I have a frameless pack, my Boreas hasn't had the frame in it since the day I bought it and it's been on six trips. That's my point of reference. It's LESS comfortable with my baseweight and a weekend worth of food than my Kelty, which is by no means a stunner.
Real life conversation and internet forums are different things. My "Rolls Royce" comment wasn't groveling at the quality of 5lb packs. Rather, it was a semi-sarcastic reminder that those heavier packs have some of the most time put into them in terms of improving comfort, since they're used by the majority of "traditional" backpackers with 50lbs of creature comforts. By design, they're anatomical and overbuilt. Very different from a Kelty frame bag from the 80's (whether that's a good thing or a bad thing is subjective!)
I can only say so many times that I agree that frameless packs are great for frameless pack loads. I've been practically preaching from the Ben 2 World playbook. That doesn't change the fact that realistic loads for a lot of ultralighters extend past this margin by the very nature of food and water.
I'm not the only one saying it; ditching a hipbelt on a 20lb load will eventually hurt your back. it isn't designed to carry like that. Your hips and legs, however, are. Stays or frames of some kind can be pretty critical, and I do see them get disregarded for a few more ounces.
Now, not to go on my own rant, but...
Ben. Don't take me bringing up fringe topics, devil's advocating, and touting around vague generalizations as me ignoring your posts. I'm trying to approach this from a lot of different angles. You are CORRECT when you say to pick your gear, then pick your pack, but it's not as simple as that.
It's a little annoying that you need to be an expert to have a conversation around here. I don't think it's unreasonable to make assumptions if you're getting your information from experience and good sources. I don't think it's wrong of me to bring up the topic just because I haven't finished a loop of the United States. If I was trying to compare ice axes, that'd be a different story, but I have worn a lot of backpacks and walked a lot of miles in the woods. I know enough to have a conversation, and that's all this is. It's more than a little annoying to have a constant reminder that I'm not 55 with the world under my belt. I know a lot of people doing this 30 years who probably know less than I do about the ground they walk on. If you think you know better than me, politely educate rather than dismiss. I give out the courtesy to people who know less than I do without hesitation; it's easy.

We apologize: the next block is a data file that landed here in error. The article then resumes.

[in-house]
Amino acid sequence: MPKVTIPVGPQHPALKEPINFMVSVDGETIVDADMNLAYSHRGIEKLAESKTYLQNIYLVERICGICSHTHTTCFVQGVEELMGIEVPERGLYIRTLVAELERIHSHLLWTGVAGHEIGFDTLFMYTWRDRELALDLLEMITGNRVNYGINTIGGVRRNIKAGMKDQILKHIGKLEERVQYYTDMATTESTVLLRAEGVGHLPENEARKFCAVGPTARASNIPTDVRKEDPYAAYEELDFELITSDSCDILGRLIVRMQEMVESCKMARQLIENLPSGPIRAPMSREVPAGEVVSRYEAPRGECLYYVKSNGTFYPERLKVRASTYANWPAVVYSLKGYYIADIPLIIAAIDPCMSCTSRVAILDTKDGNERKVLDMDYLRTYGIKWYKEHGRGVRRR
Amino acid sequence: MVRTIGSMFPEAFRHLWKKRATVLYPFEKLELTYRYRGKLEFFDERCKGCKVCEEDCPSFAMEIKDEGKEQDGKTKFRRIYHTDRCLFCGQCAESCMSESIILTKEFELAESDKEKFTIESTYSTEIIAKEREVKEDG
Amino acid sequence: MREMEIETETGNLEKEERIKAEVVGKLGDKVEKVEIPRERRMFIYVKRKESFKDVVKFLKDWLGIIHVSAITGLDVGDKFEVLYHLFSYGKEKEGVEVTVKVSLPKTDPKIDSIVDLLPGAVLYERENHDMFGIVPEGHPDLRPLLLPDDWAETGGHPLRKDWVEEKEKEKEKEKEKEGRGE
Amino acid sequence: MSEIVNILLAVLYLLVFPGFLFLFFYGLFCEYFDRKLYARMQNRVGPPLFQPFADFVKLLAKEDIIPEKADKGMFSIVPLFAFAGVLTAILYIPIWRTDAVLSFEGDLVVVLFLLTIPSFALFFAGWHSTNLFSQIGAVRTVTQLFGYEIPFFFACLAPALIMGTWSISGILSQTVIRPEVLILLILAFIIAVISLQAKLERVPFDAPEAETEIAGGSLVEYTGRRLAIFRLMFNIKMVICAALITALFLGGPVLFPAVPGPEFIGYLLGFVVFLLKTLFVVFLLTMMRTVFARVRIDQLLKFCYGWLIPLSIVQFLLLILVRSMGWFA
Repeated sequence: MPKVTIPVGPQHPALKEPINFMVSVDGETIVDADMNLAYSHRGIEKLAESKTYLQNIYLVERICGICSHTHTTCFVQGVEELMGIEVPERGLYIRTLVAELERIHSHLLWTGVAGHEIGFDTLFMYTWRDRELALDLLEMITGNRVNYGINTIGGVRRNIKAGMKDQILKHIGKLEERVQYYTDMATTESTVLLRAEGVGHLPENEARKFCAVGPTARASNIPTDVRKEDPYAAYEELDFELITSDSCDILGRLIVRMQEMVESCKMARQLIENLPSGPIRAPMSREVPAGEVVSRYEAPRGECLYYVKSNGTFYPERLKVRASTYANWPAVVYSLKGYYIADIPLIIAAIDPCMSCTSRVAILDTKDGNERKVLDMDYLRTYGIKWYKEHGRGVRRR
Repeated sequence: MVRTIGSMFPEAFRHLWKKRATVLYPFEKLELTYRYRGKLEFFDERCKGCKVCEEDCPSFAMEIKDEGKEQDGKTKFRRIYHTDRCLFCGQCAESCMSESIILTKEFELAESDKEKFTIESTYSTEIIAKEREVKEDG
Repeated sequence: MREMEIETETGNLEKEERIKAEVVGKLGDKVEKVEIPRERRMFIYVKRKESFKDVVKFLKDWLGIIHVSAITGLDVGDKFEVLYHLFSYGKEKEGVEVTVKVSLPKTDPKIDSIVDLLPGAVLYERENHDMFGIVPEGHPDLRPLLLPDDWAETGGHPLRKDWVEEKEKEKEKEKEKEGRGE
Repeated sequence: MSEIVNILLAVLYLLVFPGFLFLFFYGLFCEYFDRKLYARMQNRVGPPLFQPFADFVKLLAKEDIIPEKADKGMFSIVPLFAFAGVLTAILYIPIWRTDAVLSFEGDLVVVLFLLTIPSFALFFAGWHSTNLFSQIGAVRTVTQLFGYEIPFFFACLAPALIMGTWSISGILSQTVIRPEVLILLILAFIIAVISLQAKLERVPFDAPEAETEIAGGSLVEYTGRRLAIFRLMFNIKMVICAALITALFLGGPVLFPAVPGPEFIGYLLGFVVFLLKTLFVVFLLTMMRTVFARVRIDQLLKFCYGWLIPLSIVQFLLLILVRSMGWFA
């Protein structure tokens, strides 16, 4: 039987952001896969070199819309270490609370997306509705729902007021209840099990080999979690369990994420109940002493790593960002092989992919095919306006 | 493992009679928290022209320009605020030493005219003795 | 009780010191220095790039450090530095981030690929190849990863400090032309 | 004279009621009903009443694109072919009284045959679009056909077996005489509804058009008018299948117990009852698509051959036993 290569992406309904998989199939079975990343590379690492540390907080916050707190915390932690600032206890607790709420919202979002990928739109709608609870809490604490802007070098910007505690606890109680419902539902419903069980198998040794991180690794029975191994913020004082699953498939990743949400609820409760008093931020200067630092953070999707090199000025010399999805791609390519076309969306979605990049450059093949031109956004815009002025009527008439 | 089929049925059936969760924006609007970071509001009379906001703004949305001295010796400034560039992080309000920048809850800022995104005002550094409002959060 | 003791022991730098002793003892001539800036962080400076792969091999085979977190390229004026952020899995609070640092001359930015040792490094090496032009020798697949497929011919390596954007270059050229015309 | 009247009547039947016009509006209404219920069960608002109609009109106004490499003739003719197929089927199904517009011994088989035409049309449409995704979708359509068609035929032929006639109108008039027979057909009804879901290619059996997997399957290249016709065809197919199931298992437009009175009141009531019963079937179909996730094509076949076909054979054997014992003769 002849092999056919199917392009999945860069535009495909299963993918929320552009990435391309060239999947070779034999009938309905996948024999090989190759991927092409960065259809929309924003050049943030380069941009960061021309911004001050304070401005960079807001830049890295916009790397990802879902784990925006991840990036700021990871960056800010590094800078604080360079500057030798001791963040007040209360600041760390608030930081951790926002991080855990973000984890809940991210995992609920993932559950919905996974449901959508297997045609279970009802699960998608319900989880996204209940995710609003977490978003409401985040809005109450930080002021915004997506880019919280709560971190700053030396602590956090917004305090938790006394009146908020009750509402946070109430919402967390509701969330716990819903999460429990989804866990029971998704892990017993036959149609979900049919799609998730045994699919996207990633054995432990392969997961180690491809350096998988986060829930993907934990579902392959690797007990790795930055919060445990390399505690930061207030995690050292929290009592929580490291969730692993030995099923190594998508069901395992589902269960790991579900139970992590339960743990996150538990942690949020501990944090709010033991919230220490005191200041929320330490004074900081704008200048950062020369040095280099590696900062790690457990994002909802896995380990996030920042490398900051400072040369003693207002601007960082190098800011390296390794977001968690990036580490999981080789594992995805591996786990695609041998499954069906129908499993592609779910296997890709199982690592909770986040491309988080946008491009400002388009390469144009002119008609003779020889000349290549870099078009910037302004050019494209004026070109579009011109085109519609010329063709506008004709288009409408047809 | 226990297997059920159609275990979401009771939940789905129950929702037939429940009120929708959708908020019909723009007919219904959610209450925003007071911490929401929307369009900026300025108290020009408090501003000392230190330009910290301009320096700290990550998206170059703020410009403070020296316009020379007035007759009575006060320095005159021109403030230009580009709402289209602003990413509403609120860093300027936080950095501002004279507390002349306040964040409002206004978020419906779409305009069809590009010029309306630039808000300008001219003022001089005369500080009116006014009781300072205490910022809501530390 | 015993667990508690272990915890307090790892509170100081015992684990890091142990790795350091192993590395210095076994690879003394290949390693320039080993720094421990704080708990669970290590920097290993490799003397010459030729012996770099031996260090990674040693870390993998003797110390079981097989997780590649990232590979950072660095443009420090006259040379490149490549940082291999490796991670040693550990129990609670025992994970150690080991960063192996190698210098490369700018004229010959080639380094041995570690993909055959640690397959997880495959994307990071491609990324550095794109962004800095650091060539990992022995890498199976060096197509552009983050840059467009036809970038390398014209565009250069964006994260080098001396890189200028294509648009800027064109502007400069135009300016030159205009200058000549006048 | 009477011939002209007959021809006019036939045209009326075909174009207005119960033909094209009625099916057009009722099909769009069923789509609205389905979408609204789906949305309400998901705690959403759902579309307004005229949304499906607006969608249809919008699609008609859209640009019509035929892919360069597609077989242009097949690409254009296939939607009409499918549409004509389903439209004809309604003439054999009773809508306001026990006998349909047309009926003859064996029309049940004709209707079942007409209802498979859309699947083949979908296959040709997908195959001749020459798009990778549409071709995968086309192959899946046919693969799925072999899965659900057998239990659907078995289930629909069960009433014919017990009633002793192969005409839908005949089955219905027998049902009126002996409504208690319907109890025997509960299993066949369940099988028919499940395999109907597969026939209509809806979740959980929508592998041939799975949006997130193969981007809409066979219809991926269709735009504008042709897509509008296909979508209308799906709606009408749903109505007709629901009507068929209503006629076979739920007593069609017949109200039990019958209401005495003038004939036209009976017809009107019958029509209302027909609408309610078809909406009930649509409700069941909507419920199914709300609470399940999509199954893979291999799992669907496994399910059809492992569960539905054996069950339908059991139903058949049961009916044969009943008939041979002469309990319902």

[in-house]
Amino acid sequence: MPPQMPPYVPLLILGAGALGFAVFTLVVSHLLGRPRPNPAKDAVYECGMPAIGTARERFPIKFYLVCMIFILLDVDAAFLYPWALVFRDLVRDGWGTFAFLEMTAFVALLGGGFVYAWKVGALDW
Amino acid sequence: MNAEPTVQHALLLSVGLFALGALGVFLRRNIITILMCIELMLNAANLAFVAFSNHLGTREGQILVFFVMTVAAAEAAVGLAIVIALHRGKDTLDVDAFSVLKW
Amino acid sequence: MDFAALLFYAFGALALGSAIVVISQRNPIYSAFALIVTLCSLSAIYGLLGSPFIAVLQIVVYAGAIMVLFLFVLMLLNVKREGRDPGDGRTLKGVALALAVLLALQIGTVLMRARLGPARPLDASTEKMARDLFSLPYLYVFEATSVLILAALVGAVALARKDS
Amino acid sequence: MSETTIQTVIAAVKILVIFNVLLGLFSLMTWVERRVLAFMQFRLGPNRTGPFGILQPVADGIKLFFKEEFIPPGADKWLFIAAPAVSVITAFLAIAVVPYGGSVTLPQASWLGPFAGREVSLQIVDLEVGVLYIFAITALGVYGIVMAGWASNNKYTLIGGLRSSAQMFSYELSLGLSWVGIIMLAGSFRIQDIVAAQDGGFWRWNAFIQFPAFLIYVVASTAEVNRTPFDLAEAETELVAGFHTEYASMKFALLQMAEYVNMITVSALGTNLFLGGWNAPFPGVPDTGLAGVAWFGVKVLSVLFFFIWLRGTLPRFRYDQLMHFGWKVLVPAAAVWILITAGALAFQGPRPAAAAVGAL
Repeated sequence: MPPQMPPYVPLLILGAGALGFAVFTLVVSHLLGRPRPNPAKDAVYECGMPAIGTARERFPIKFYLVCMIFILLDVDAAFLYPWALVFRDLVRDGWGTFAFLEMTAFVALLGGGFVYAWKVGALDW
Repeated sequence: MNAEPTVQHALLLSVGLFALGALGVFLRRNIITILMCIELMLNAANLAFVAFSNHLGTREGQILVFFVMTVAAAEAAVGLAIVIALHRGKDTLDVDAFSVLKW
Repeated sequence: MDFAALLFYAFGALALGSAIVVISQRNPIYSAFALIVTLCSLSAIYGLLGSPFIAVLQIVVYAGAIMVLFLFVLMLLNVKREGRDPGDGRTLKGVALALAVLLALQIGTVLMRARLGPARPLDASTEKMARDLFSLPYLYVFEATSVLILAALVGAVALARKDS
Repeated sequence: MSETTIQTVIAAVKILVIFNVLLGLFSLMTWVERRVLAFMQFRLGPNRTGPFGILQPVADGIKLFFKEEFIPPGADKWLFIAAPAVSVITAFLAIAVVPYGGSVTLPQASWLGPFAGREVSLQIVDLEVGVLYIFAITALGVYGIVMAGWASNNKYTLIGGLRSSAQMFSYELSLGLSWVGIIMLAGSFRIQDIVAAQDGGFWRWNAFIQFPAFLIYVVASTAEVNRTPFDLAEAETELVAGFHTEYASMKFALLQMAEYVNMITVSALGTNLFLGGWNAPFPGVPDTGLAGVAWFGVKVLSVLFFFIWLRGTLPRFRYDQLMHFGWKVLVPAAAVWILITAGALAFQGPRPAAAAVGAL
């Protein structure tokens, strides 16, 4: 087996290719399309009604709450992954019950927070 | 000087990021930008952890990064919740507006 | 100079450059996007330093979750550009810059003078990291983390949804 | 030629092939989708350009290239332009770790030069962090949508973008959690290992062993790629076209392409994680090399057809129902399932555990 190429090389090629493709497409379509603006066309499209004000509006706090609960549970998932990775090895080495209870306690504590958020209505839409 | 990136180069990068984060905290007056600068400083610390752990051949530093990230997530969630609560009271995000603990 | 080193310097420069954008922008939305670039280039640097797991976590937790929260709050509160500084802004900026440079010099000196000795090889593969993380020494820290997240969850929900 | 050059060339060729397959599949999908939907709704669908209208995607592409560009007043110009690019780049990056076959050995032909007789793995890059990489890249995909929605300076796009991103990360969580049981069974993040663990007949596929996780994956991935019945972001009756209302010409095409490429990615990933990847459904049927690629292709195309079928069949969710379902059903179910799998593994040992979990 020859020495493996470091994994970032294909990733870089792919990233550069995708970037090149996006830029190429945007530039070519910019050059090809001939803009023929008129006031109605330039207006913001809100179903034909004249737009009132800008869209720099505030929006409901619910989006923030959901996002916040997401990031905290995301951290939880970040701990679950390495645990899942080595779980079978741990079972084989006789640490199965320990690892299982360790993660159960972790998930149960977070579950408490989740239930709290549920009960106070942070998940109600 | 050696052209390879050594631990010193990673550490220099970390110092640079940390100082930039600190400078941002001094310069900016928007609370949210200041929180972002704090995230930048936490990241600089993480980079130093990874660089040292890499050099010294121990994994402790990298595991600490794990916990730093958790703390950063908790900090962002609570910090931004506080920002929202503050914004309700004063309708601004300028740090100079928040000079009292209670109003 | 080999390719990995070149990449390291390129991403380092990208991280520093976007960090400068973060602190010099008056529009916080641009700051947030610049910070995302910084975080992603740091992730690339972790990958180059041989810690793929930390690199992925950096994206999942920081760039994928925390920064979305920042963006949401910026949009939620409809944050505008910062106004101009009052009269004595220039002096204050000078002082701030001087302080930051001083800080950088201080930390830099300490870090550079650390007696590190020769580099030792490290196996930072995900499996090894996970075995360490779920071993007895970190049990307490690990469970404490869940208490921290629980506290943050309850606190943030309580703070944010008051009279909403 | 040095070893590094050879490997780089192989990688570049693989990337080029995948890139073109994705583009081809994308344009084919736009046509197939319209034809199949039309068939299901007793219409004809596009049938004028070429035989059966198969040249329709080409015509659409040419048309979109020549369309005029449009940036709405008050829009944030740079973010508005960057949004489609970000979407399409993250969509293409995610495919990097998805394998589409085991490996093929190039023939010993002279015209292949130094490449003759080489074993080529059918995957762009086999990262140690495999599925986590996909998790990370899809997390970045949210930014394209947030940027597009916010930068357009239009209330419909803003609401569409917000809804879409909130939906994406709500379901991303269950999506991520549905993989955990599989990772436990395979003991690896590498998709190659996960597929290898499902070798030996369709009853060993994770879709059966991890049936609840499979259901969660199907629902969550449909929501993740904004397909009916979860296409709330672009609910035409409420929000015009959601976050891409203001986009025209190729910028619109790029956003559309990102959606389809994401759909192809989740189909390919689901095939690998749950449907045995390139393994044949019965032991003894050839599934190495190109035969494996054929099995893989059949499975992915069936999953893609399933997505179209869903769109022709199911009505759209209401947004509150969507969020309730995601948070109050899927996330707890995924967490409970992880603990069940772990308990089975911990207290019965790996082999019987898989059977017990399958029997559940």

Nobody reads the thread (nobody reads this!), they skip to the end, but I've said several times that I'm not trying to convert or condemn. I'm trying to pull concepts that never get talked about into the light to better my understanding. Shoes and packs are subjective, so nobody ever judges, but it's not wrong to talk about best practices.
The article that Clayton linked (http://www.backpackinglight.com/cgi-bin/backpackinglight/how_packs_work.html#.UUTjxFvwKp2) talks about how the Jam was built to be super light and then slowly added 11 ounces worth of features that backpackers deemed necessary. Is it ridiculous to think that some of the sub-1lb packs made today are inadequate? Hardly! Everyone sees another ounce drop off the scale and suddenly, the long-term health of the spine is a little less important. This disregard for basic load distribution exists. I'm confident in it. I see it with some custom made packs and some traditional ones. Hell, my very own Boreas is a good example, despite being excellent with smaller loads it fails at a thru-hike load.
I said it once, I'll say it again. Nobody's gonna change their minds. Except, maybe, myself and other "beginners" (I'm getting past that)- and that's the point.
Jeez, guys. When I finish recovering from Surgery #3, I'm gonna see you on the big trails. Then I'll be twice as bullheaded...
I didn't pick the Gregory because I've got some misconception that it's the rolls royce of packs, and magically solves issues.
1. Camera gear requires a totally different suspension setup than a tent and a sleeping bag. These things are heavy and small, so a fullbody DSLR torquing around on the front of a GoLite Jam isn't gonna work. Tripods alone are like strapping a piece of firewood onto your back. My needs ≠ your needs, even if the weights are the same. I need a strong, active suspension for comfort.
2. Because I'm a photographer and a "camp mom" for lots of student groups, quick access to lenses, first aid kits, tarps, snacks, etc. means I value extra pockets a lot higher than most people do.
Looks to be my pack, but it's NOT necessarily everyone else's pack, and honestly, it's very separate from this conversation. It's a good example of a good suspension system, but as many people have said, the vastly lighter ULA packs do just as well with the 30lb loads we're primarily talking about, if not better.